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      Does Estimated Pulse Wave Velocity Add Prognostic Information?: MORGAM Prospective Cohort Project.

      1 , 2 , 3 , 4 , 1 , 5 , 6 , 7 , 8 , 9 , 10 , 10 , 10 , 11 , 12 , 13 , 14 , 15 , 15 , 15 , 15 , 16 , 17 , 18 , 19 , 20 , 21 , 22 , 23 , 24 , 25 , 26 , 27
      Hypertension (Dallas, Tex. : 1979)
      Ovid Technologies (Wolters Kluwer Health)
      cardiovascular risk, prognosis, pulse wave velocity, reclassification

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          The Reference Values for Arterial Stiffness Collaboration has derived an equation using age and mean blood pressure to estimated pulse wave velocity (ePWV), which predicted cardiovascular events independently of Systematic COoronary Risk Evaluation (SCORE) and Framingham Risk Score. The study aim was to investigate the independent association between ePWV and clinical outcomes in 107 599 apparently healthy subjects (53% men) aged 19 to 97 years from the MORGAM Project who were included between 1982 and 2002 in 38 cohorts from 11 countries. Using multiple Cox-regression analyses, the predictive value of ePWV was calculated adjusting for country of inclusion and either SCORE, Framingham Risk Score, or traditional cardiovascular risk factors (age, sex, smoking, systolic blood pressure, body mass index [BMI], total and high-density lipoprotein cholesterol). Cardiovascular mortality consisted of fatal stroke, fatal myocardial infarction, or coronary death, and the composite cardiovascular end point consisted of stroke, myocardial infarction, or coronary death. Model discrimination was assessed using Harrell's C-statistic. Adjusting for country and logSCORE or Framingham Risk Score, ePWV was associated with all-cause mortality (hazard ratio, 1.23 [95% CI 1.20-1.25] per m/s or 1.32 [1.29-1.34]), cardiovascular mortality (1.26 [1.21-1.32] or 1.35 [1.31-1.40]), and composite cardiovascular end point (1.19 [1.16-1.22] or 1.23 [1.20-1.25]; all P<0.001). However, after adjusting for traditional cardiovascular risk factors, ePWV was only associated with all-cause mortality (1.15 [1.08-1.22], P<0.001) and not with cardiovascular mortality (0.97 [0.91-1.03]) nor composite cardiovascular end point (1.10 [0.97-1.26]). The areas under the last 3 receiver operator characteristic curves remained unchanged when adding ePWV. Elevated ePWV was associated with subsequent mortality and cardiovascular morbidity independently of systematic coronary risk evaluation and Framingham Risk Score but not independently of traditional cardiovascular risk factors.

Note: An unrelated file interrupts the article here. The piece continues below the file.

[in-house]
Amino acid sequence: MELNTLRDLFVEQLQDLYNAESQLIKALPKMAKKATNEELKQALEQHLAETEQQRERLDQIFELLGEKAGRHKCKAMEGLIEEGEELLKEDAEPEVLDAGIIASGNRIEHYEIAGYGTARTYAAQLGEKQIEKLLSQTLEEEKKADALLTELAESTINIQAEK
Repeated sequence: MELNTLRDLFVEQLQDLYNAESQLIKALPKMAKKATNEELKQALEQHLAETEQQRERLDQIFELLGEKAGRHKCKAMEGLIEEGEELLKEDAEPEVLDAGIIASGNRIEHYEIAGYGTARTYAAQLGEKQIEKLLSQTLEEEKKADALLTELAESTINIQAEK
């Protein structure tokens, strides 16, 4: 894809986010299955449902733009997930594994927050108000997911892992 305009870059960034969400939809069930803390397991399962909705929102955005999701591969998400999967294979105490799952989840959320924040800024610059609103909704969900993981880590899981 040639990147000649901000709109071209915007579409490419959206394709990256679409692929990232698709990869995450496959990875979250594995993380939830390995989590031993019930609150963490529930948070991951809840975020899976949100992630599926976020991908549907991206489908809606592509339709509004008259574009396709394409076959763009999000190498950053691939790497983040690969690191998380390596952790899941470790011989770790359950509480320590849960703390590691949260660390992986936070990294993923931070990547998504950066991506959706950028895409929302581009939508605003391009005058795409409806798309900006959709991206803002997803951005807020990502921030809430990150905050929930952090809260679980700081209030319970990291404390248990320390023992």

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          Author and article information

          Hypertension (Dallas, Tex. : 1979)
          Ovid Technologies (Wolters Kluwer Health)
          June 2020
          : 75
          : 6
          [1 ] From the Center for Clinical Research and Prevention, Bispebjerg and Frederiksberg Hospital, The Capital Region of Denmark, Copenhagen, Denmark (J.K.K.V.-N., A.L.).
          [2 ] Department of Cardiology, Rigshospitalet (J.K.K.V.-N.), University of Copenhagen, Denmark.